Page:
Breaking News
More () »

How to help a choking child

True choking is silent. Here's how to prevent it, spot it, and what to do if it happens.

MINNEAPOLIS — Choking is scary no matter the person's age. But when a child chokes, it can send their caregiver into a panic. 

Dr. Kari Schneider, pediatric emergency medicine physician at M Health Fairview Masonic Children’s Hospital, gives advice on what to do if it happens to you.

How do you know if your child is choking?

"True choking is silent," Schneider said.

This can be confusing for caregivers who see a child cough, gag, or sputter while eating. That may be scary, but it's not true choking. And Dr. Schneider says intervening in that case, by taking a child out of their high chair or patting their back, can actually move the food into a position which will cause them to truly choke.

"That can make things go down further and be more of a problem," Schneider said.

Schneider says remember this saying: Loud and red, let them go ahead. Silent and blue, they need help from you. 

How do you help a choking baby?

If the child can fit in the crook of your arm, you'll want to use this next method to get the food out. 

1. Grab them.

2. Flip them over so their body is facedown straddling your arm with their head supported in the palm of your hand. Your arm should be pointed at a slight downward angle.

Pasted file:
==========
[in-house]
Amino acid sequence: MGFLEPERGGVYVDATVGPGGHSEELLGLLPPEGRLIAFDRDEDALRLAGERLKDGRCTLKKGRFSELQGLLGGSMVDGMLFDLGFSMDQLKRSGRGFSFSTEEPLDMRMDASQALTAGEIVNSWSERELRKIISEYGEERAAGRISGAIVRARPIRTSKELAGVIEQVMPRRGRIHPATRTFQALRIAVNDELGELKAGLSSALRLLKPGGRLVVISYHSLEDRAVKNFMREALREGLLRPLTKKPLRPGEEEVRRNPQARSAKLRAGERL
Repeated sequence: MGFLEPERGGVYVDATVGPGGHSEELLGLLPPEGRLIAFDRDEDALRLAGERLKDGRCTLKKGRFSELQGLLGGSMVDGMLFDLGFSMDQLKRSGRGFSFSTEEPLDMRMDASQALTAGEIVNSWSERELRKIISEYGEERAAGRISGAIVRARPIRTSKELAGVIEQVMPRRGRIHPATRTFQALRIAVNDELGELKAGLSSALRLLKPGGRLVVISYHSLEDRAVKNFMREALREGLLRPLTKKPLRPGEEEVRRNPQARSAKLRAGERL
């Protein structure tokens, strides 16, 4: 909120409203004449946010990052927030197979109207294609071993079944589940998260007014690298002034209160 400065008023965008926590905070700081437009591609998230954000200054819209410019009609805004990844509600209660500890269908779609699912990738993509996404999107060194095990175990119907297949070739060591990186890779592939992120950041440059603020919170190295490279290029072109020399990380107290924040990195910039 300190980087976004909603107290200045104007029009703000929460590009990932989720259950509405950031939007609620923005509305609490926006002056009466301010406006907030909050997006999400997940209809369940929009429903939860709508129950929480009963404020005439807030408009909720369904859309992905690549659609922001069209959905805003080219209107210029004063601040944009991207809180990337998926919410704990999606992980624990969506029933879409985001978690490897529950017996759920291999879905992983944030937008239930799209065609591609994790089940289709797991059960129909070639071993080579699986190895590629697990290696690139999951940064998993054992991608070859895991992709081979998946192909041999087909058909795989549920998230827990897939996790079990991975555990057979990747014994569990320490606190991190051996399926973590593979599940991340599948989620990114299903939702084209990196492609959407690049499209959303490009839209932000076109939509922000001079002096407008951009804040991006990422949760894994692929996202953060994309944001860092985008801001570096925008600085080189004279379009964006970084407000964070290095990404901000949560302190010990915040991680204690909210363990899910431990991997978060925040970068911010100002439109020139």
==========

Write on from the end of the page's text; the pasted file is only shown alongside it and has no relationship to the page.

3. Give five firm back thrusts. Schneider says the thrusts should be pretty hard, do not worry about hurting them. 

"It would be very hard for you to hit a child hard enough to break their bones in this scenario," she said. "Also, I would much prefer to take care of a child with a broken rib than a child who didn't survive choking."

4. Flip the baby over so they are facing up. If you can see the food at this point, flick it out of their mouth. However, be careful not to do anything that will push the food down further. 

Put two fingers on the chest bone, between the baby's nipples and push down five times.

5. Keep alternating between back thrusts with the child facing down, and finger thrusts with the child facing up until the food is out or they go unresponsive. 

6. If a child becomes unresponsive, call 911 and begin CPR.

The Red Cross offers CPR classes. You can register for them here. The Red Cross also recommends downloading their free first aid app, here.

Credit: KARE
Dr. Kari Schneider demonstrates on a dummy how to perform back thrusts on a choking baby. The baby's head should be supported by the palm of your hand.

How do you help a choking child?

If the child is too large to fit in the crook of your arm, you'll help them in a way that looks like the Heimlich maneuver performed on adults.

1. Take the child out of their booster seat, or whatever they're sitting on, and then get down on their level. You should not be lifting the child up while performing the maneuver. They should be on the ground.

2. Get behind the child and make a fist. Put your fist at the child's belly button level and cover it up with your other hand.

3. Give upward thrusts until the food comes out or the child becomes unresponsive. If the child becomes unresponsive, call 911 and begin performing CPR.

Credit: KARE
Dr. Kari Schneider demonstrates the correct grip for the Heimlich maneuver on her three-year-old daughter.

How do you prevent kids from choking?

In a special edition of KARE in the Kitchen, Dr. Schneider shows Alicia and Jennifer how to prepare your child's food to minimize the risk of choking. Watch at 9 a.m. Thursday on the KARE 11 Facebook page. 

RELATED: Minnesota teen receives worldwide recognition for saving life at McDonald's drive-thru

RELATED: Thousands of toddler walkers sold at Target recalled for choking hazard

Paid Advertisement

Before You Leave, Check This Out